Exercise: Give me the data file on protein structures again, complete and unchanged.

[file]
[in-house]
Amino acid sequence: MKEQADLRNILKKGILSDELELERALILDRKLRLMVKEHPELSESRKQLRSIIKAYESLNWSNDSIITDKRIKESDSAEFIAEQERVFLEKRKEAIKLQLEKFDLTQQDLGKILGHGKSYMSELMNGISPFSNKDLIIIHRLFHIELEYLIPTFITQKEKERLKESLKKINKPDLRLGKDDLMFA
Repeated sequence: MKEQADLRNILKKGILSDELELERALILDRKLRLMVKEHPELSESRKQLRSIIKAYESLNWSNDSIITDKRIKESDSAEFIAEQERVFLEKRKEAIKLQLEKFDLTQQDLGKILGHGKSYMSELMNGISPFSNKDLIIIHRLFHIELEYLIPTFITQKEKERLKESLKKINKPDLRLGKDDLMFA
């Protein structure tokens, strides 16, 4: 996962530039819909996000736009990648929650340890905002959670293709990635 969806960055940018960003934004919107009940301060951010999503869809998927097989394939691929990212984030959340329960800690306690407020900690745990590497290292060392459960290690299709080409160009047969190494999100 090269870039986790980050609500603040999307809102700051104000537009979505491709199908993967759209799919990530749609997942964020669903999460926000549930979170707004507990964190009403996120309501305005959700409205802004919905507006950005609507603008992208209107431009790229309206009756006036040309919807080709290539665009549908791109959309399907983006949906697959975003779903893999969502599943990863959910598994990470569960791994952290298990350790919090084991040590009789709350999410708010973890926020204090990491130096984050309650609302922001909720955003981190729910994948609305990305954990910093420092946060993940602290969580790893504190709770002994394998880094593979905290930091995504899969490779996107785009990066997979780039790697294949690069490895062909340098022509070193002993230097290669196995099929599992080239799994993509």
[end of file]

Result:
[in-house]
Amino acid sequence: MKEQADLRNILKKGILSDELELERALILDRKLRLMVKEHPELSESRKQLRSIIKAYESLNWSNDSIITDKRIKESDSAEFIAEQERVFLEKRKEAIKLQLEKFDLTQQDLGKILGHGKSYMSELMNGISPFSNKDLIIIHRLFHIELEYLIPTFITQKEKERLKESLKKINKPDLRLGKDDLMFA
Repeated sequence: MKEQADLRNILKKGILSDELELERALILDRKLRLMVKEHPELSESRKQLRSIIKAYESLNWSNDSIITDKRIKESDSAEFIAEQERVFLEKRKEAIKLQLEKFDLTQQDLGKILGHGKSYMSELMNGISPFSNKDLIIIHRLFHIELEYLIPTFITQKEKERLKESLKKINKPDLRLGKDDLMFA
């Protein structure tokens, strides 16, 4: 996962530039819909996000736009990648929650340890905002959670293709990635 969806960055940018960003934004919107009940301060951010999503869809998927097989394939691929990212984030959340329960800690306690407020900690745990590497290292060392459960290690299709080409160009047969190494999100 090269870039986790980050609500603040999307809102700051104000537009979505491709199908993967759209799919990530749609997942964020669903999460926000549930979170707004507990964190009403996120309501305005959700409205802004919905507006950005609507603008992208209107431009790229309206009756006036040309919807080709290539665009549908791109959309399907983006949906697959975003779903893999969502599943990863959910598994990470569960791994952290298990350790919090084991040590009789709350999410708010973890926020204090990491130096984050309650609302922001909720955003981190729910994948609305990305954990910093420092946060993940602290969580790893504190709770002994394998880094593979905290930091995504899969490779996107785009990066997979780039790697294949690069490895062909340098022509070193002993230097290669196995099929599992080239799994993509």